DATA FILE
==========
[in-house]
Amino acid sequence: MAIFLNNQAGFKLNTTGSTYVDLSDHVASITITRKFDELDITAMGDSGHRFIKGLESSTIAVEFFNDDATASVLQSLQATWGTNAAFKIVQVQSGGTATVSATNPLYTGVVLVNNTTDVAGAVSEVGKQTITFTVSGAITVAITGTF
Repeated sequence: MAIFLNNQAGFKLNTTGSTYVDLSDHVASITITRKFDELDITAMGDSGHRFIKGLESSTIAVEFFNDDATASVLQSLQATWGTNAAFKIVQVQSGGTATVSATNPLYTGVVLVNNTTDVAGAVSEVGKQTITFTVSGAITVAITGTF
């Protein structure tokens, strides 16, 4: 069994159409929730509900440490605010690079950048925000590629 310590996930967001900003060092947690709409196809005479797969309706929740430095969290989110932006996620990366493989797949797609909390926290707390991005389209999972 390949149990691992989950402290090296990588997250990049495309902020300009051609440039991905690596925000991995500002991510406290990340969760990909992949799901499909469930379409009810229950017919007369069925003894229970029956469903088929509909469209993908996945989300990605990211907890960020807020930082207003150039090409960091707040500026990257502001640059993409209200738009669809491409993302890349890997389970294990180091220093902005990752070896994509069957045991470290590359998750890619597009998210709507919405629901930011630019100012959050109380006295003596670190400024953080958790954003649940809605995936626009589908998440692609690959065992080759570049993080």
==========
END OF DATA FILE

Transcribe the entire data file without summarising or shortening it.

[in-house]
Amino acid sequence: MAIFLNNQAGFKLNTTGSTYVDLSDHVASITITRKFDELDITAMGDSGHRFIKGLESSTIAVEFFNDDATASVLQSLQATWGTNAAFKIVQVQSGGTATVSATNPLYTGVVLVNNTTDVAGAVSEVGKQTITFTVSGAITVAITGTF
Repeated sequence: MAIFLNNQAGFKLNTTGSTYVDLSDHVASITITRKFDELDITAMGDSGHRFIKGLESSTIAVEFFNDDATASVLQSLQATWGTNAAFKIVQVQSGGTATVSATNPLYTGVVLVNNTTDVAGAVSEVGKQTITFTVSGAITVAITGTF
């Protein structure tokens, strides 16, 4: 069994159409929730509900440490605010690079950048925000590629 310590996930967001900003060092947690709409196809005479797969309706929740430095969290989110932006996620990366493989797949797609909390926290707390991005389209999972 390949149990691992989950402290090296990588997250990049495309902020300009051609440039991905690596925000991995500002991510406290990340969760990909992949799901499909469930379409009810229950017919007369069925003894229970029956469903088929509909469209993908996945989300990605990211907890960020807020930082207003150039090409960091707040500026990257502001640059993409209200738009669809491409993302890349890997389970294990180091220093902005990752070896994509069957045991470290590359998750890619597009998210709507919405629901930011630019100012959050109380006295003596670190400024953080958790954003649940809605995936626009589908998440692609690959065992080759570049993080």